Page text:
This event has multiple parts from a children’s show, a literary talk series, the interactive experience for the more grown up folk and a club area that stays open later, each of which has a separate ticket and therefore price—make sure you’re buying for the right thing! (The children show is for children; no adult permitted without child—check that ticket!)
In this post, I’ll be focusing on the Interactive show.
Since this is ongoing and who knows which of you might be gearing to go out, I don’t want to give too much away, but I’ll tell you a little more about what you are in for than the main website does:
So, what you’ll learn from the website is that this is an interactive show based on the works by Lewis Carroll. You’ll get to explore a unique version of Wonderland by being part of it, all located within the bowels of The Vaults under Waterloo station.
When you pick your time, you should be aware that you MUST arrive 15 minutes before that allotted time (again, this is on the site), however, if you want to have something to drink when you get to the in-world tea party (you must prepay and pre-order before going into the show), get in the right mind set, have a pre-show drink, go to the bathroom, check your coats and bags (it costs 1 pound for each checked item), or anything else you feel you need to do, get there even earlier. It’s also a little bit crazy trying to find the entrance so set out earlier than you think you need to; you’ll thank me later.
There is also a dress code: you are in the land of the Queen of Hearts so it’s all red and black here.
Please, guys, for me (yes, this is begging) stick to the dress code! One thing I hadn’t realized before this adventure was that I’m an Alice. My wardrobe would be fit for playing the character, all blues and collars and, with my blond hair and petite frame, even the actors played with the resemblance! Still, there were a few blues popping in and out of groups and it was the biggest pain as someone who was embracing the whole experience. Seriously, enjoy the night and go all in—it’s more fun that way!
Like I said, you have to check your coat and bag, but I encourage you to keep cash on you. You are let out into a great club space where you can get more drinks and some food, and while you can go back and get your stuff and return to eat, it’s just easier if you have the cash stashed on your person. And it’s hot down there, so keep your layers light.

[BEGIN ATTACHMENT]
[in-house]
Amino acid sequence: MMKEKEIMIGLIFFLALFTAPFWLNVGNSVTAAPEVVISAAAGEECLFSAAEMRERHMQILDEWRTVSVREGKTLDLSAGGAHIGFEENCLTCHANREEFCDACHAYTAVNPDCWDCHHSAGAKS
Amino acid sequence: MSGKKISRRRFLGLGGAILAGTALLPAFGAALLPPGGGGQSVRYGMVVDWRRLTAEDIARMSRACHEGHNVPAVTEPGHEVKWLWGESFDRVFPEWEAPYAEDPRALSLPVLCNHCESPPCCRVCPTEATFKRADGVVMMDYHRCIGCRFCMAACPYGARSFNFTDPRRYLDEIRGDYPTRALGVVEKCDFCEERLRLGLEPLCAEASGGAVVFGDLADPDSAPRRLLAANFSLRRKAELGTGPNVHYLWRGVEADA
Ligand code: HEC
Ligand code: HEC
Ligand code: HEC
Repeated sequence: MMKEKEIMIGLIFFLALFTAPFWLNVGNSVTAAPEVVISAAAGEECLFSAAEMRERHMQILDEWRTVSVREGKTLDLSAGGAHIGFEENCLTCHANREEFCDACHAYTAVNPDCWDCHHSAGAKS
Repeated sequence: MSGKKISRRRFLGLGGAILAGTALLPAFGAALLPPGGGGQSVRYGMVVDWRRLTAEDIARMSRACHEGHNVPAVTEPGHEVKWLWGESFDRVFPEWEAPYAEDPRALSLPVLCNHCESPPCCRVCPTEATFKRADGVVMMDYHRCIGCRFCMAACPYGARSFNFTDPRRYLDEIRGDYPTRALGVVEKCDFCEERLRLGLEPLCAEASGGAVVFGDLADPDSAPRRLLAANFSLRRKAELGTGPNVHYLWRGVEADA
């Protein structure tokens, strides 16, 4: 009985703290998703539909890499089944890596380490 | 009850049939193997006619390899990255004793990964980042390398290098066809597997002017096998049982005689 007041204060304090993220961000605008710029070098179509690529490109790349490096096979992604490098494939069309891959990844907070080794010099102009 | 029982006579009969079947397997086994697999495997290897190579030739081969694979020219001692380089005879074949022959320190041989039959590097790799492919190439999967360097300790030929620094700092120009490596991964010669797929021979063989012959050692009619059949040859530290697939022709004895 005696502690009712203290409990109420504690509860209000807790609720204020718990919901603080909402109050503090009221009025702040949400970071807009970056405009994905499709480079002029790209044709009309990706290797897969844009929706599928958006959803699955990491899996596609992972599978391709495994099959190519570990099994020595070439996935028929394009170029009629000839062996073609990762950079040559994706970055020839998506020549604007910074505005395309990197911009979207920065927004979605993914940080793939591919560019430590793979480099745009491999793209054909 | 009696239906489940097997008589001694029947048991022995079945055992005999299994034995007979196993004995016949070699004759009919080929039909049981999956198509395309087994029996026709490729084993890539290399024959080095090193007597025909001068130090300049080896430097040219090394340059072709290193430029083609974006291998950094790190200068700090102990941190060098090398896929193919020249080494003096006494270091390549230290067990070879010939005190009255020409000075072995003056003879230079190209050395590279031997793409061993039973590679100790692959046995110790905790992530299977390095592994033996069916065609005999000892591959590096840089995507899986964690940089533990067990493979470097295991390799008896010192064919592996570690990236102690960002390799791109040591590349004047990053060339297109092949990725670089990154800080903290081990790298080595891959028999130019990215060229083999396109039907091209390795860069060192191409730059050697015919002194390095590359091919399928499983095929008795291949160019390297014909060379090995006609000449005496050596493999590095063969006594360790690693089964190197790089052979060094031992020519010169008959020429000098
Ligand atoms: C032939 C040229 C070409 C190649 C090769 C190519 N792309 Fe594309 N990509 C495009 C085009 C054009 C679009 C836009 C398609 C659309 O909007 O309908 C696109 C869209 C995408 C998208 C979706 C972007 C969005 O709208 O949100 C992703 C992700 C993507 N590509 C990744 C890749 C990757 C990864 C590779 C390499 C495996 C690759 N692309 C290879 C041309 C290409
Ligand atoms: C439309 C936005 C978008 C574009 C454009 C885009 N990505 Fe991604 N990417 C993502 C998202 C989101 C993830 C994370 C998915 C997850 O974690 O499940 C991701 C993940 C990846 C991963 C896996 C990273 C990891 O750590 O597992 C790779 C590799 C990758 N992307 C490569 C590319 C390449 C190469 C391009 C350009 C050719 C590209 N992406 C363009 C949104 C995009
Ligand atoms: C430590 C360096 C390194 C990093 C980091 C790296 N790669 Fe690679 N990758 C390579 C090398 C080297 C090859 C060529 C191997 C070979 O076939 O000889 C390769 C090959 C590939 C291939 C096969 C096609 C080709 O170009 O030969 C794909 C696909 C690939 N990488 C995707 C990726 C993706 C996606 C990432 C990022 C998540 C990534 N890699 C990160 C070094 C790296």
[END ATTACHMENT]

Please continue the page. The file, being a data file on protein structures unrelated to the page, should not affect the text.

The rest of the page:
Now, onto the stuff they don’t tell you:
The set is amazing and you will have choices as you interact within it. You enter in through this maze of boxes which let out into a room full of artifacts; pictures hanging from the ceiling, book shelves climbing the walls at impossible angles, mirrors and toys. Take a wander and explore—it’s not exactly a museum so you can touch, just don’t disrupt anything. Beware: don’t get too close to the walls as the doors are hidden and spring open to let you down the next passage ways.
Storytelling wise, you are entering Wonderland after Alice has come and gone, her name and person is a banned subject. The black cards (the clubs and spades) are part of an uprising in Wonderland, fighting to take down the King and Queen of Hearts. The reds (Hearts and Diamonds), on the other hand, are solving the conspiracy against said royals. Each suit will follow its own adventure—even coming in a group won’t guarantee you’ll all stay together, so you should choose if you want to try sticking together as much as you can or all meet up at the end of the line.
If you are anxious about talking to characters or being approached, you should be aware that it’s possible that this is going to happen. You can either fight through or, if you are struggling, an actor will help you out. Even then, you very rarely have to do anything completely on your own. Don’t not go because you don’t want to be singled out—it’s worth it, I promise.
When you do get to the end, don’t think this is just a room with a band. Besides the wandering characters (who are definitely worth having a chat with), live music, and food, there is a maze that leads through to a second bar as well as the makings of a royal flamingo croquet course for you to play with some friends (through the “PIES” door and up the stairs). This is also the only space besides the pre-show room that you are allowed to take pictures in—yes, of and with the wandering characters as well.
That’s all you’re getting from me, at least, for now. Let me know with a comment if you have any questions and I’m sure to answer what I can. Also, here’s a master list I found with other Wonderland inspired events going on in and around London, so check your local listings.
Remember: It’s a mad world and we’re all mad here, but the best people usually are…